You can read the full report here.
Senate forges ahead on redistricting despite census data not being available
Despite growing concerns about the public’s limited ability to provide input and the use of outdated and inaccurate census data, last week the Senate Redistricting Committee and sub-committees continued with rushed efforts to finish the redistricting process.
Majority party Democrats are claiming that citizens can submit their own legislative map proposals using a tool and portal that is provided by the Legislature, but neither the tool nor portal has been available for the public to use because of the redistricting process’ fast-pace and delays with the new census data. In fact, the General Assembly will not have up-to-date census data until September.
Rather than delaying the redistricting process until the census data is released, Democrats continue to hold hearings as they attempt to finish before June 30. June 30 is a significant date, because if the legislative map is not finished by then, the Illinois Constitution automatically shifts the redistricting process to a bipartisan commission. Instead of relinquishing control of the map-making process, members of the Democrat majority have decided it is in their best interest to use faulty data and limited public engagement to create the new map.
In their rush to get a map approved, a public meeting in this area for map input has been scheduled for:
Wednesday, April 7
College of Lake County, Building A
19351 W. Washington Street
I plan to be in attendance and welcome anyone with opinions on legislative maps to also attend. I feel strongly that we should not rush the redistricting process. Throughout Illinois, there is overwhelming support for redistricting reform and the creation of an independent redistricting commission.
Click here to watch a short video about the importance of redistricting.
High Price Tag Health Care Reform Bill Passes
A massive and costly plan to overhaul health care in Illinois is heading to Governor Pritzker for final action. House Bill 158, which is the final pillar of the Legislative Black Caucus’ agenda, passed out of the Illinois Senate on March 25 with a 41-16 vote. I voted against this bill.
The IL Department of Healthcare & Family Services estimates the cost to implement the provisions of HB 158 to be as high as $12 billion. The proposal makes several changes, including giving the Health Facilities and Services Review Board the power to grant two-month extensions on moratoriums before hospitals in underserved communities are closed, creates a Health and Human Services Task Force and Anti-Racism Commission to recommend solutions to racial inequities in health care, and requires health care workers to complete an hour of implicit bias training per renewal period for licenses or registration. Additionally, House Bill 158 adds new Medicaid liabilities for the state by adding the coverage of doula and home-visit services for the prenatal, pregnancy and 12-month postnatal periods, as well as creating a new class of health care workers to provide community outreach, support and advocacy.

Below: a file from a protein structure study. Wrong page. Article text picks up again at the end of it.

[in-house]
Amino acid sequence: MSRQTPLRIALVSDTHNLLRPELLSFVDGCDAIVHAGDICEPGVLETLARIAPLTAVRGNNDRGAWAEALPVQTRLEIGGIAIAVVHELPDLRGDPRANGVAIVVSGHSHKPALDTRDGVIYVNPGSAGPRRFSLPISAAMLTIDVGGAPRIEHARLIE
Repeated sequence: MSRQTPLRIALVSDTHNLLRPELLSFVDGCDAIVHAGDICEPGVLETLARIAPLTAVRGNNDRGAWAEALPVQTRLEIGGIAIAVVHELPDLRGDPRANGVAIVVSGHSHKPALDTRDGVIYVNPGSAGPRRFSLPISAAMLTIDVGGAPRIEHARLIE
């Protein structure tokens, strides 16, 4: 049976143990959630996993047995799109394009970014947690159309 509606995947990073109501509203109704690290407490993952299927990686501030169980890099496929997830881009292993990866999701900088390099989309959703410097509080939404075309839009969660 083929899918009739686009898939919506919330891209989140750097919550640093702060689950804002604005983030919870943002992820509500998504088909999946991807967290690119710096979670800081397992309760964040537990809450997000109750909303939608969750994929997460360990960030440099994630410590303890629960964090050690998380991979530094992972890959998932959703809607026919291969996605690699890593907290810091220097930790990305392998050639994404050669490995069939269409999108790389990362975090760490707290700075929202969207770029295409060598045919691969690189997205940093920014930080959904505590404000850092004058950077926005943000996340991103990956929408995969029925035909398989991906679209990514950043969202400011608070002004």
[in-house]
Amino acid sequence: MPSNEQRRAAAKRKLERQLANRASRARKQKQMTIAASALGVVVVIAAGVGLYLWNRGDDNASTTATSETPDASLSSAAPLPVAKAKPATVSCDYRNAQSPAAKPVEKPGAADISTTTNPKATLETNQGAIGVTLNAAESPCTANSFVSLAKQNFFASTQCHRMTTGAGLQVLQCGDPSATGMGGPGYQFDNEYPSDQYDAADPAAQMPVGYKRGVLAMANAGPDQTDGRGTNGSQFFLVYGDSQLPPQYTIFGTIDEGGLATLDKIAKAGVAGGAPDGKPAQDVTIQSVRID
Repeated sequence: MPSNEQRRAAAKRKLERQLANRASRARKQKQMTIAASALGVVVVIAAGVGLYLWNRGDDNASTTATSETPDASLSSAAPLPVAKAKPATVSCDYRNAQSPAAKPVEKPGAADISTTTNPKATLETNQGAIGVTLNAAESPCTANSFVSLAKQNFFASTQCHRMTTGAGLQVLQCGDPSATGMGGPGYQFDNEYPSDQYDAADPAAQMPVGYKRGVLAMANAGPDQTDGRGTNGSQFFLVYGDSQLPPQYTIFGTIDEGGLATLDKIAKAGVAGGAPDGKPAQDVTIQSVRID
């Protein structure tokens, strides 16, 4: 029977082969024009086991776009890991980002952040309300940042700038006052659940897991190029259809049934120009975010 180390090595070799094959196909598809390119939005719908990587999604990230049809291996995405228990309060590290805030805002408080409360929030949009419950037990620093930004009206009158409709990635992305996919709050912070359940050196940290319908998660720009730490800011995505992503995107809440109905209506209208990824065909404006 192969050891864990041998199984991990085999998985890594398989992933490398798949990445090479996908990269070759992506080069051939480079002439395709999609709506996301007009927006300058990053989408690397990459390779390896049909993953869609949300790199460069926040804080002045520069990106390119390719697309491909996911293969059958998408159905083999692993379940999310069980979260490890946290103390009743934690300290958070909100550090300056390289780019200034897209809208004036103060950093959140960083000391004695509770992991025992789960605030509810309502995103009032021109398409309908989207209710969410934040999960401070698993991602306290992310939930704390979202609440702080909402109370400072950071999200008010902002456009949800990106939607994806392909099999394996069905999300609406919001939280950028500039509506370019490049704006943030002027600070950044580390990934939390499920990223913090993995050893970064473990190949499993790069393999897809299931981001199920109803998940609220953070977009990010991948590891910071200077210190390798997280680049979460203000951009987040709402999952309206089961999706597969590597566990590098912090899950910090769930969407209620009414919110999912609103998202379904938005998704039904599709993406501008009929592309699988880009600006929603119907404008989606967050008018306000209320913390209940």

During his budget address last month, Governor JB Pritzker proposed a Fiscal Year 2022 budget that spends $41.6 billion. His spending proposal exceeds estimated revenue by $1.7 billion. Despite this budget reality, HB 158 would grow the total spending side of next year’s budget by 25% or more.
Many of the initiatives included in this massive bill are good ideas, and if broken down into several different bills I believe some would have received broad bipartisan support. Unfortunately, as has been the case with several other issue areas recently, rather than seeing a package of individual bills that could stand on their own merits, we were forced to consider one mammoth bill featuring several different initiatives and an unsustainable price tag. Governor Pritzker has suggested he will sign the bill.
Prejudgment interest bill passes General Assembly
On Thursday, the Senate passed Senate Bill 72, which increases liabilities and payouts for all personal injury lawsuits. Under this legislation, a prejudgment interest rate of 6 percent is added to judgments awarded by the courts for personal injury or wrongful death cases. Previously, prejudgment interest was only applied to damages in specific cases that did not include personal injury or wrongful death, and was awarded at a 5 percent interest rate.
Without question, people who have been harmed by negligence or wrongdoing deserve to be compensated; however, I believe this legislation unfairly punishes any party, including small business owners and health care workers, who choose to dispute claims brought against them. SB 72 now heads to the Governor, who is expected to